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From Blurry Space to a Sharper Sky: Keeping Twenty-Three Years of Astronomical Data Alive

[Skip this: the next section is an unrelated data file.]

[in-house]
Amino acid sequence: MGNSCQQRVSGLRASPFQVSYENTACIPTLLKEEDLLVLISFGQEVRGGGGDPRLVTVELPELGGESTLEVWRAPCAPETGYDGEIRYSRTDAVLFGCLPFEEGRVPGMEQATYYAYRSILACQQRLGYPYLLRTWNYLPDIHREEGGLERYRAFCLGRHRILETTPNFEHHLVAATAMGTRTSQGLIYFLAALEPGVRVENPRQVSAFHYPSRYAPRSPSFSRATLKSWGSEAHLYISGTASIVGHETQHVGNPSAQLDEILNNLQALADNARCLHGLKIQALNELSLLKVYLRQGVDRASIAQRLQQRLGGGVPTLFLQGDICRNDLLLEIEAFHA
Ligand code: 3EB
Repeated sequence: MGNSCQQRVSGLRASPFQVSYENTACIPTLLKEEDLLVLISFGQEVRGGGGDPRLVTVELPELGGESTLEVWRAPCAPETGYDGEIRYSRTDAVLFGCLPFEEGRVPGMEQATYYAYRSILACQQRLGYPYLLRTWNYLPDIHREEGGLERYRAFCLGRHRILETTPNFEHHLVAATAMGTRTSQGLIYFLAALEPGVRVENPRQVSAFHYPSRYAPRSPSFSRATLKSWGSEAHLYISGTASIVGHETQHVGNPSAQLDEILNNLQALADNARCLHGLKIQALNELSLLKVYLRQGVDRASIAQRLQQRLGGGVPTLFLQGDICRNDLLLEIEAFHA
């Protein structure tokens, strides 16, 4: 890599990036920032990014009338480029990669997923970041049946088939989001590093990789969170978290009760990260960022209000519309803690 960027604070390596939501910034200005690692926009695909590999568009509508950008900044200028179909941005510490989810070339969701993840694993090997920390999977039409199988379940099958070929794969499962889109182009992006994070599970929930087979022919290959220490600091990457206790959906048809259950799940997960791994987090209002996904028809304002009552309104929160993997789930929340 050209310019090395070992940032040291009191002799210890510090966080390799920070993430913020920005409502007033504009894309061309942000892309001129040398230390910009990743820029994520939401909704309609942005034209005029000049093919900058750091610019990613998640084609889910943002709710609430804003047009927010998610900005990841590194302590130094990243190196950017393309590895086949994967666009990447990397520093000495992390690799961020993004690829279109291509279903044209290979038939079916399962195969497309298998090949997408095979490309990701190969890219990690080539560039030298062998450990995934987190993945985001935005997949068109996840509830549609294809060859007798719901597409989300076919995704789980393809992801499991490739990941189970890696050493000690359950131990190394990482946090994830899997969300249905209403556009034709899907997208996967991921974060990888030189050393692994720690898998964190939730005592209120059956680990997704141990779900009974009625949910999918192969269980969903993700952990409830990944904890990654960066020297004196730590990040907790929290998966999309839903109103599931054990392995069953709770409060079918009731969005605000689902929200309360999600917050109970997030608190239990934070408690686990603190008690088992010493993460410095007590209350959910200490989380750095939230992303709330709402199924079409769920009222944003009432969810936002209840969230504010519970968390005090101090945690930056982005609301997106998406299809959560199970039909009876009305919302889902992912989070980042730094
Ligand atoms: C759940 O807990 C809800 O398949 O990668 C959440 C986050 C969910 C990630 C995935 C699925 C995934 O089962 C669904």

In compute-heavy and data-driven scientific fields, digital data play a central role in the creation of knowledge. For science fields that rely on data that can only be observed once, the preservation of these data is crucial to analytic processes. Time-domain astronomy is one such field, involving celestial observations such as exploding supernovae and passing comets. This dissertation examines the data and code practices of a university-based astronomy research group who have managed to keep their data “alive” for twenty-three years with limited resources. Keeping data alive means both understanding the knowledge contained within and having the associated technologies operable. The human aspects necessary to keep data alive are equally as important as the technological elements. This three-year ethnographic research project examines the factors involved in analyzing, preserving, and curating astronomy data as these data wend their way through socio-technical, physical, and digital infrastructures that shape and are shaped by the knowledge contained within the data. Dissertation research took place at six field sites: the case study’s university, the observatory of the case study, the archive of the observatory, and three other astronomy archives. The findings of this study show two main ways that data are kept alive in astronomy: 1) Publicly: Data are curated and preserved with the intention to be made available via web interfaces, engendering relationships among stakeholders, and 2) Privately: Data are preserved by astronomy research groups at universities that continually reuse them and their associated code, in a collaborative way. Findings suggest how a better understanding of the relationships between public and private astronomy data can inform scientific data preservation and curation practices.

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